Rockwell Collins shareholders vote to approve acquisition by United Technologies Corp.

The deal is expected to close later this year

Kelly Ortberg, chairman, president and chief executive officer of Rockwell Collins, answers questions after a special meeting of shareowners for Rockwell Collins at the Cedar Rapids Marriott in Cedar Rapids on Thursday, Jan. 11, 2018. (Stephen Mally/The Gazette)
Kelly Ortberg, chairman, president and chief executive officer of Rockwell Collins, answers questions after a special meeting of shareowners for Rockwell Collins at the Cedar Rapids Marriott in Cedar Rapids on Thursday, Jan. 11, 2018. (Stephen Mally/The Gazette)

CEDAR RAPIDS — In a significant step toward the acquisition of the city’s largest employer, Rockwell Collins shareholders Thursday overwhelmingly approved of the $30 billion deal.

Ninety-six percent of voted shares favored acquisition of the Cedar Rapids-based company by United Technologies Corp. of Connecticut.

The approval was expected, but still was a “nice vote of confidence,” said Kelly Ortberg, Rockwell’s chairman, chief executive officer and president.

“This was one of the big conditions of close — the shareowner vote,” he said in an interview. “They voted overwhelmingly in support, so their voice was loudly heard.”

Farmington, Conn.-based UTC plans to buy Rockwell in a $23 billion deal. Including Rockwell’s debt, the acquisition is valued at $30 billion. If completed, Rockwell would combine with UTC Aerospace Systems to form a new division, Collins Aerospace Systems. Ortberg would serve as its chief executive officer.

“We want to thank Rockwell Collins’ leadership, employees and shareowners for their vote of confidence,” UTC said in a statement.

Two shareholders who attended Thursday’s meeting, Keith Erickson and Hugo Kann, said in interviews they understand why Rockwell needs to combine with a larger company.


“I think it was necessary because Boeing is setting up its own shop. They’re hiring 500 engineers to do essentially what Collins sells them,” Kann, 86, said. “I think they almost had to merge with some larger company to keep the business going.”

The acquisition still requires approval by regulators in the United States, the European Union, China and a number of other countries.

Ortberg said he expects those approvals to occur sometime from June through September. The deal’s close would come a few days after those approvals.


Ortberg repeated his belief Thursday that the acquisition will have a minimal effect on employees in Cedar Rapids and Iowa. Cuts may come to executive-level staff, but manufacturing and engineering jobs should remain largely unchanged, he said.

“I’ve said all along, and nothing changes my view, I think Iowa and Cedar Rapids in particular … will play a prominent role in the future. Exactly what that looks like, we’re still trying to figure that out,” he said.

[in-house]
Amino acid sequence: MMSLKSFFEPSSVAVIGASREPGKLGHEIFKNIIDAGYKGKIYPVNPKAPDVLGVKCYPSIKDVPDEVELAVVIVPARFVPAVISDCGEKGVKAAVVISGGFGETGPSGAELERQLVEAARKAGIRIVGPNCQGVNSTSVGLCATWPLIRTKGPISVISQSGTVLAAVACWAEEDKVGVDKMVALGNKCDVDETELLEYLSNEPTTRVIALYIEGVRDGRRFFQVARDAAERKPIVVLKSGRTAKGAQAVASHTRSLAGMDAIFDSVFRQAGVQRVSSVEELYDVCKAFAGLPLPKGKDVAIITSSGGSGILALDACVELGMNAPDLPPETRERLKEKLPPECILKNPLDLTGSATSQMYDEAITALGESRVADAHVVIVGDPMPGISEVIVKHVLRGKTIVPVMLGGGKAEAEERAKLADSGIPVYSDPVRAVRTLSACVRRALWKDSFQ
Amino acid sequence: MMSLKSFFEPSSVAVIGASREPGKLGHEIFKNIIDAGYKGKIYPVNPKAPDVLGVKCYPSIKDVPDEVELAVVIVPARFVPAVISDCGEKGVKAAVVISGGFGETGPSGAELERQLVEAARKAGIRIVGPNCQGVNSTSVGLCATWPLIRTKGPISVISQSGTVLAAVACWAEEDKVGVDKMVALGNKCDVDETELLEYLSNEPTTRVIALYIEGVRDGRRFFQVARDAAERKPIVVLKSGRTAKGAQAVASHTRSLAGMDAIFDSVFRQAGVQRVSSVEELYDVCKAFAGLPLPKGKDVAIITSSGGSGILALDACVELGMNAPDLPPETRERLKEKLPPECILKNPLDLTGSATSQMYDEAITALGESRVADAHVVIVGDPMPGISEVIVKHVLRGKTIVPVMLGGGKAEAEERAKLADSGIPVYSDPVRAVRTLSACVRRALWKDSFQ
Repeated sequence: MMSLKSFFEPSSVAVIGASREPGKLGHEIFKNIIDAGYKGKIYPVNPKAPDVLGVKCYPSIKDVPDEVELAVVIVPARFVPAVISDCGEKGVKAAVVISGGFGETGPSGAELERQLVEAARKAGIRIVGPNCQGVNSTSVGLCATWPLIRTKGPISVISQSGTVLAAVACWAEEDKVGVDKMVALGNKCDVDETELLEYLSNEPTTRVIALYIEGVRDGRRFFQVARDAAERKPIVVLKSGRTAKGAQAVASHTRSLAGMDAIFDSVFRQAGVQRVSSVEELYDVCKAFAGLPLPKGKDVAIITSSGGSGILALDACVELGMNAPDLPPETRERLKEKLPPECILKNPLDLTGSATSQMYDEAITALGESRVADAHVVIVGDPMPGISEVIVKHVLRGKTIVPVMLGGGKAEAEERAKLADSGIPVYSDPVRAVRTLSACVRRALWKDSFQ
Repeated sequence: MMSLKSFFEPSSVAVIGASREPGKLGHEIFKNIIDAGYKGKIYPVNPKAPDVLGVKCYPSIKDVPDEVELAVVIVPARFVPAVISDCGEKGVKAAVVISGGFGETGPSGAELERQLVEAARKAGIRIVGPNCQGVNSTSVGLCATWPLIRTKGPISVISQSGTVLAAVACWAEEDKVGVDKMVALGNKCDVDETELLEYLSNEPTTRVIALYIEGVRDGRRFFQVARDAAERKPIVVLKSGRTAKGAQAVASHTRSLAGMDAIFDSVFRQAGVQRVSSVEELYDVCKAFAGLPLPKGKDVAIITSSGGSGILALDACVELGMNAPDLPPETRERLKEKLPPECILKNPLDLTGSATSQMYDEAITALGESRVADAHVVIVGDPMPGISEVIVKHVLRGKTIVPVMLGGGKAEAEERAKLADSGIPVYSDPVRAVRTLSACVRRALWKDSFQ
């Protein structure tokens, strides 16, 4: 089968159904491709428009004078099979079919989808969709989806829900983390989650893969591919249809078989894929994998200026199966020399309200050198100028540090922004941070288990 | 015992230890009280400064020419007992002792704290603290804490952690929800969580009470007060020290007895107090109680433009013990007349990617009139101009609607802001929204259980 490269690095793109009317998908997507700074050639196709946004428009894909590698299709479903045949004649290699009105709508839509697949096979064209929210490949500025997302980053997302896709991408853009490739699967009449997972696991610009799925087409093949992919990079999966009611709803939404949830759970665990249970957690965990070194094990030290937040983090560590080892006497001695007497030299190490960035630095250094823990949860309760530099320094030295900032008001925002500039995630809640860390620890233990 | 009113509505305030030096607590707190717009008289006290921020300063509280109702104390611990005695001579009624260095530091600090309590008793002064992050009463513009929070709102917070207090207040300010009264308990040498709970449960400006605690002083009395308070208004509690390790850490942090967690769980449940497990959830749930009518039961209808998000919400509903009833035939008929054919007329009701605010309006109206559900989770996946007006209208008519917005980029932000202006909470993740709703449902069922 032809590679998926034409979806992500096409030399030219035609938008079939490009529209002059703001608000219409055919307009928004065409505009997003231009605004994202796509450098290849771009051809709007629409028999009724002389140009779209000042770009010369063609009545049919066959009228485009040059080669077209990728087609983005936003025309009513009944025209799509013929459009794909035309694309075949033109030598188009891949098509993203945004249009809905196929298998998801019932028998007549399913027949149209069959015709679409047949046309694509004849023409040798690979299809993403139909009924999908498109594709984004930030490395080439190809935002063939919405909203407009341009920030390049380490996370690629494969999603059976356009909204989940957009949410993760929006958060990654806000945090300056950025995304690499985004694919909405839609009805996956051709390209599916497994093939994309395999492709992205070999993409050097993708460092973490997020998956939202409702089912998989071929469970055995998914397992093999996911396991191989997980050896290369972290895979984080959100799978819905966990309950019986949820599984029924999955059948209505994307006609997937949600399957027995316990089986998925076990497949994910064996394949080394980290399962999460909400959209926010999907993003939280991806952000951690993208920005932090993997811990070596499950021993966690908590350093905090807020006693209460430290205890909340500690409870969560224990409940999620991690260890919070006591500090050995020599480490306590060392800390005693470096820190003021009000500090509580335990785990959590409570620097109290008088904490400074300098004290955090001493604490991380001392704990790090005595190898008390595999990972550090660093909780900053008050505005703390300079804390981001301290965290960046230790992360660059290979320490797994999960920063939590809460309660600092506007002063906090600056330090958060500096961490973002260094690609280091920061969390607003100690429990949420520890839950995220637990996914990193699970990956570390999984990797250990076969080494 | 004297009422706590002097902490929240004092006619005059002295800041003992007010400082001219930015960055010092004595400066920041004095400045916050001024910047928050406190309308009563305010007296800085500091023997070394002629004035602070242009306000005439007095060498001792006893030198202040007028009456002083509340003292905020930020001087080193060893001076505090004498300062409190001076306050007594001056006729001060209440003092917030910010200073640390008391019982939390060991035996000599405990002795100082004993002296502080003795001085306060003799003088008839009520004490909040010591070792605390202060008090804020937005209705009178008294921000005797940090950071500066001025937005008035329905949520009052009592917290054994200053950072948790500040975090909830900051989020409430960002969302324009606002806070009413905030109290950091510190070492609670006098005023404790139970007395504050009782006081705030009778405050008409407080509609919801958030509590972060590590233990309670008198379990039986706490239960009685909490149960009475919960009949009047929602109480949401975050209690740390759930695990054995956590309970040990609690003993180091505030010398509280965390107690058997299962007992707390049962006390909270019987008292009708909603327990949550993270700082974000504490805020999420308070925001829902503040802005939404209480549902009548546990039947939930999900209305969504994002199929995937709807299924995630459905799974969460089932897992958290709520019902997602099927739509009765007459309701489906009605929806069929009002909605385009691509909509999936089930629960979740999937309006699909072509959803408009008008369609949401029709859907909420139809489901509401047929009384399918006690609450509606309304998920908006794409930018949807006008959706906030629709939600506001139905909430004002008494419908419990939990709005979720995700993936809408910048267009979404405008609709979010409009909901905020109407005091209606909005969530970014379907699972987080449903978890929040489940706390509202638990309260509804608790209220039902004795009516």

Cedar Rapids will no longer be the home to Rockwell’s corporate headquarters, as UTC is based in Connecticut, Ortberg noted. The division headquarters for Collins Aerospace still is undecided and Ortberg said he could not provide specifics on how that decision will be made.

“Those decisions are a part of this integration process. I really can’t give you any more feel for how that’s going to go. In fact, the decisions just haven’t been made yet,” he said.

An integration team has been working on how to combine Rockwell with UTC Aerospace.

“That’s a pretty big task because, collectively, we have over 400 different sites, 70,000 employees in over 25 different countries. Putting together this big organization is a pretty big task and we’re in the middle of that right now,” Ortberg said.


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Rockwell Collins is the largest employer in Cedar Rapids, with about 8,000 employees in the city. It has another 1,350 in Eastern Iowa and 30,000 worldwide. UTC Aerospace Systems is based in Charlotte, N.C., and has about 40,000 employees worldwide.

Erickson and Kann, the shareholders, said they don’t think the corporate home for Collins Aerospace will be in Cedar Rapids.

“We feel that since there hasn’t been any movement relative to locating it here, the decision is already made. … The fact that we haven’t (heard anything) is definitive that it’s going to move,” Erickson, 74, said.

Even so, the two said they don’t think the headquarters change would alter much for the city and local employees.

“If they move production, that’s a different story. I don’t think they will, but who knows,” Kann said.


Thursday’s meeting at the Cedar Rapids Marriott, 1200 Collins Road, lasted about 11 minutes. Shareholders have had about a month to submit their votes remotely and only a handful did so in person Thursday.

If shareholders had not approved the acquisition, Rockwell would have had to pay UTC a $695 million termination fee. Shareholders also approved two other matters, including an advisory vote on acquisition-related executive compensation and an extension of the meeting’s adjournment if not enough votes had been cast in favor of the deal.

Rockwell’s board had recommended shareholders vote in favor of the acquisition.

The Vanguard Group, an investment company, is the largest single shareholder in Rockwell Collins, owning 7.4 percent of its stock as of Nov. 30. Rockwell’s executives and board of directors own about 1.1 percent all together, according to Securities and Exchange Commission filings.


The results reported at Thursday’s meeting are preliminary vote counts. The company will report final results after they are certified.

Current Rockwell shareholders would own about 7 percent of UTC’s stock should the deal go through, filings show.

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